Ravenna High School (Ohio)

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Ravenna High School
Ravenna High new 1.jpg
Ravenna High School is located in Ohio
Ravenna High School
Ravenna High School
6589 North Chestnut Street
Ravenna, Ohio 44266
United States
Coordinates 41°10′14″N 81°14′48″W / 41.17056°N 81.24667°W / 41.17056; -81.24667
School type Public, secondary school
Founded 1858
School district Ravenna School District
Principal Beth Coleman
Grades 9–12
Enrollment 874[1] (2009)
Language English
Campus Suburban
Color(s) Blue, White, Red
Athletics conference Portage Trail Conference
Metro Division
Team name Ravens
Rival Kent Roosevelt Rough Riders
Accreditation Ohio Department of Education
Newspaper Ravenna High Times
Yearbook Tatler
Communities served Ravenna and Ravenna Township
Distinctions Ohio Dept. of Education Effective rating- 2005, 2006, 2007, 2008, 2009[1]

Ravenna High School a public high school located in Ravenna, Ohio, United States. It is the only high school in the Ravenna School District and serves students primarily in Ravenna and Ravenna Township. The school's colors are blue, white, and red and its athletic teams are known as the Ravens.


The previous home of Ravenna High School from 1923–2010. It was demolished in 2013.

Ravenna High School was established in 1858, first meeting in a grocery store along West Main Street before moving to the new Union School building on Chestnut Street after it opened in December 1859. The first graduating class from the school was in 1862 and included two students.[2] The Union School building would serve as home to all grades in the Ravenna City Schools until enrollment growth necessitated the construction of a new high school building. The next building, which stood on what is now Highland Avenue, opened in 1883 with an addition built in 1910. The addition still stands as is known as Walnut School, though it is no longer used as a school. The next home of Ravenna High School, located at the intersection of Clinton Street and East Main Street, opened in August 1923 after an August 1921 groundbreaking. It initially contained 28 classrooms, an auditorium, and a gymnasium.[3] Additions were added to the building first in 1958–1959 with the Coll Annex on the north side and later in the late 1960s with Whittaker Hall on the south side of the building.[4] In 1960, Ravenna Township High School was merged with Ravenna High School. Prior to that time, Ravenna High School was often referred to as "Ravenna City High School" to distinguish it from the township school.[5]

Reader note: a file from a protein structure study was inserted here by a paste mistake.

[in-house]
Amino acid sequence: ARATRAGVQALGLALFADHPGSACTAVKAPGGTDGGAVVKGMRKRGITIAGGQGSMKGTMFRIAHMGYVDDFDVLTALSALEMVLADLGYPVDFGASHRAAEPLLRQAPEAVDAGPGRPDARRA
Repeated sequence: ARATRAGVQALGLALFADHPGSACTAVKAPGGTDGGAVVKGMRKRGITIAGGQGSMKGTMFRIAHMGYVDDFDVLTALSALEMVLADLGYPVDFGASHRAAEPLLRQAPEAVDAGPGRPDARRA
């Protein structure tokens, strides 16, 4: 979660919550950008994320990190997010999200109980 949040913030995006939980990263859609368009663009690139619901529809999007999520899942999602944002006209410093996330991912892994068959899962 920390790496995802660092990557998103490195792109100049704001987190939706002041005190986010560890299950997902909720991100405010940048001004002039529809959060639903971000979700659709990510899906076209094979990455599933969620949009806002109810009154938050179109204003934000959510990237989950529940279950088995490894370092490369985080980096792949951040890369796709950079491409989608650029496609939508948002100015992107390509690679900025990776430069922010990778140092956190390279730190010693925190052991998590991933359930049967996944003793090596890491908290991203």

The new building under construction in September 2009 with the Coll Gymnasium in center.

In 2006 voters approved a bond issue to fund construction of a new high school with assistance from the state of Ohio. The building was built adjacent to the district's existing athletic facilities on North Chestnut Street and was completed and dedicated in August 2010. The district carried two names from the old building to the new one as the school's main gym is named the "James L. Coll Gymnasium" while the field house gym is named the "James A. Whittaker Field House".

The previous school building at the corner of East Main and Clinton Streets was put up for sale in 2010. It was unsuccessfully auctioned off along with remaining contents inside in April 2011. Because the state funded a majority of the new high school project, the building it replaced had to be sold or demolished and could be used for a public school. On November 22, 2011, it was publicly announced following a board vote that the old high school would be demolished. Historic and nostalgic items from the school were removed with some being moved to the new high school. Asbestos removal and other interior preparation work took place during the middle part of 2012. Demolition of the old Ravenna High School began on October 16, 2012 and was completed in March 2013. A new center for higher education, named the Ravenna Learning Center, was planned for the site with a satellite campus of Stark State College as the anchor, but plans fell through in May 2015. The site remains vacant as of 2016.[4][6][7]

Campus and facilities[edit]